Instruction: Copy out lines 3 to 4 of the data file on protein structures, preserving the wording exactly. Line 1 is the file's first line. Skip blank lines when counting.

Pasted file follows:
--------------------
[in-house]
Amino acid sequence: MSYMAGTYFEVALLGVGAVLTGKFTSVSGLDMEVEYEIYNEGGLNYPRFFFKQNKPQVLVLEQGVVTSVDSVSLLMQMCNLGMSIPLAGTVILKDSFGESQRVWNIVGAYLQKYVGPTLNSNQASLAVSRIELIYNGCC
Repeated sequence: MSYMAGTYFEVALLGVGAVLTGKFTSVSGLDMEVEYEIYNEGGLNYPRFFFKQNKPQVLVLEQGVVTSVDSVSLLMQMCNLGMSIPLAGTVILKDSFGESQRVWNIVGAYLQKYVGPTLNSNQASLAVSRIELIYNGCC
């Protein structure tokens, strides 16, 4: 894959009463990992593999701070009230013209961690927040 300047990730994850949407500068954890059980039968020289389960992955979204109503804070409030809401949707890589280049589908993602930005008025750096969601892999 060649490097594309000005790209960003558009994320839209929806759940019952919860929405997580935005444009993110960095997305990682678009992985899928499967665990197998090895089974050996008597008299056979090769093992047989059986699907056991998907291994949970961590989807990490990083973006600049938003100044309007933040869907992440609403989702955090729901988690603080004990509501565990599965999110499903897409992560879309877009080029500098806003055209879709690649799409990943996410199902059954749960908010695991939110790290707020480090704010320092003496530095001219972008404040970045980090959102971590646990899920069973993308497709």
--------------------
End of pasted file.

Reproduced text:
Repeated sequence: MSYMAGTYFEVALLGVGAVLTGKFTSVSGLDMEVEYEIYNEGGLNYPRFFFKQNKPQVLVLEQGVVTSVDSVSLLMQMCNLGMSIPLAGTVILKDSFGESQRVWNIVGAYLQKYVGPTLNSNQASLAVSRIELIYNGCC
């Protein structure tokens, strides 16, 4: 894959009463990992593999701070009230013209961690927040 300047990730994850949407500068954890059980039968020289389960992955979204109503804070409030809401949707890589280049589908993602930005008025750096969601892999 060649490097594309000005790209960003558009994320839209929806759940019952919860929405997580935005444009993110960095997305990682678009992985899928499967665990197998090895089974050996008597008299056979090769093992047989059986699907056991998907291994949970961590989807990490990083973006600049938003100044309007933040869907992440609403989702955090729901988690603080004990509501565990599965999110499903897409992560879309877009080029500098806003055209879709690649799409990943996410199902059954749960908010695991939110790290707020480090704010320092003496530095001219972008404040970045980090959102971590646990899920069973993308497709």